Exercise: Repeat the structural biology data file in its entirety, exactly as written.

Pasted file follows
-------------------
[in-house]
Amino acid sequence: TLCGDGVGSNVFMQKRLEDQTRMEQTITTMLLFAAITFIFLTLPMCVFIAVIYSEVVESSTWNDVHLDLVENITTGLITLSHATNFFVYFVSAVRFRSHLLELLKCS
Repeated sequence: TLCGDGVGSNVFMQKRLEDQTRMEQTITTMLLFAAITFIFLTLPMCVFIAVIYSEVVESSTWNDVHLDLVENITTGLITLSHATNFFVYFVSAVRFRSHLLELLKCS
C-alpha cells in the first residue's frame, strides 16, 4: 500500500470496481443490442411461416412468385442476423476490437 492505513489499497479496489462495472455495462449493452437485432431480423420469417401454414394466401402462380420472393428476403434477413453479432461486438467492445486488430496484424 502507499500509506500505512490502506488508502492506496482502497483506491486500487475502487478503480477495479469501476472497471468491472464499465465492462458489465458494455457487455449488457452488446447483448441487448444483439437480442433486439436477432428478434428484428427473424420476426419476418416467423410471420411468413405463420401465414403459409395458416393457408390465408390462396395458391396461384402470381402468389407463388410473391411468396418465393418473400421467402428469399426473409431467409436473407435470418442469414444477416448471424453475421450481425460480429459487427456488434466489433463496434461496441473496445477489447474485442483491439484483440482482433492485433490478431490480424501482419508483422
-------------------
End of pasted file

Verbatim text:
[in-house]
Amino acid sequence: TLCGDGVGSNVFMQKRLEDQTRMEQTITTMLLFAAITFIFLTLPMCVFIAVIYSEVVESSTWNDVHLDLVENITTGLITLSHATNFFVYFVSAVRFRSHLLELLKCS
Repeated sequence: TLCGDGVGSNVFMQKRLEDQTRMEQTITTMLLFAAITFIFLTLPMCVFIAVIYSEVVESSTWNDVHLDLVENITTGLITLSHATNFFVYFVSAVRFRSHLLELLKCS
C-alpha cells in the first residue's frame, strides 16, 4: 500500500470496481443490442411461416412468385442476423476490437 492505513489499497479496489462495472455495462449493452437485432431480423420469417401454414394466401402462380420472393428476403434477413453479432461486438467492445486488430496484424 502507499500509506500505512490502506488508502492506496482502497483506491486500487475502487478503480477495479469501476472497471468491472464499465465492462458489465458494455457487455449488457452488446447483448441487448444483439437480442433486439436477432428478434428484428427473424420476426419476418416467423410471420411468413405463420401465414403459409395458416393457408390465408390462396395458391396461384402470381402468389407463388410473391411468396418465393418473400421467402428469399426473409431467409436473407435470418442469414444477416448471424453475421450481425460480429459487427456488434466489433463496434461496441473496445477489447474485442483491439484483440482482433492485433490478431490480424501482419508483422